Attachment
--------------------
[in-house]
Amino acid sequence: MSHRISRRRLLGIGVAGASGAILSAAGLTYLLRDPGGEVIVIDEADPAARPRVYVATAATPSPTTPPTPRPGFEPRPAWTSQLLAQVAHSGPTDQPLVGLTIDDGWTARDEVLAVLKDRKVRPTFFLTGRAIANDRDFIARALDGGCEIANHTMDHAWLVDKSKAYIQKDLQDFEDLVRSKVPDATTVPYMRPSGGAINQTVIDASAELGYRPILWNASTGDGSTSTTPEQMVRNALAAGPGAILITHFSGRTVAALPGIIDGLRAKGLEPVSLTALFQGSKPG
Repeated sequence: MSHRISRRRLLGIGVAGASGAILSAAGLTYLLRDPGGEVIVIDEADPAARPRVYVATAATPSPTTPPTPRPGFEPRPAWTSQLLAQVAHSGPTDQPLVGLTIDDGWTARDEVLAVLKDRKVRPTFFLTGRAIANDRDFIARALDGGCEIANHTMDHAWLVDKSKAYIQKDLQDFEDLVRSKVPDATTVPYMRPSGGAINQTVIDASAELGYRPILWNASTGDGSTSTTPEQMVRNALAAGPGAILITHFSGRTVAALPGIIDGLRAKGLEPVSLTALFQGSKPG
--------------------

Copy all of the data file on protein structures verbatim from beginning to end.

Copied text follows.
[in-house]
Amino acid sequence: MSHRISRRRLLGIGVAGASGAILSAAGLTYLLRDPGGEVIVIDEADPAARPRVYVATAATPSPTTPPTPRPGFEPRPAWTSQLLAQVAHSGPTDQPLVGLTIDDGWTARDEVLAVLKDRKVRPTFFLTGRAIANDRDFIARALDGGCEIANHTMDHAWLVDKSKAYIQKDLQDFEDLVRSKVPDATTVPYMRPSGGAINQTVIDASAELGYRPILWNASTGDGSTSTTPEQMVRNALAAGPGAILITHFSGRTVAALPGIIDGLRAKGLEPVSLTALFQGSKPG
Repeated sequence: MSHRISRRRLLGIGVAGASGAILSAAGLTYLLRDPGGEVIVIDEADPAARPRVYVATAATPSPTTPPTPRPGFEPRPAWTSQLLAQVAHSGPTDQPLVGLTIDDGWTARDEVLAVLKDRKVRPTFFLTGRAIANDRDFIARALDGGCEIANHTMDHAWLVDKSKAYIQKDLQDFEDLVRSKVPDATTVPYMRPSGGAINQTVIDASAELGYRPILWNASTGDGSTSTTPEQMVRNALAAGPGAILITHFSGRTVAALPGIIDGLRAKGLEPVSLTALFQGSKPG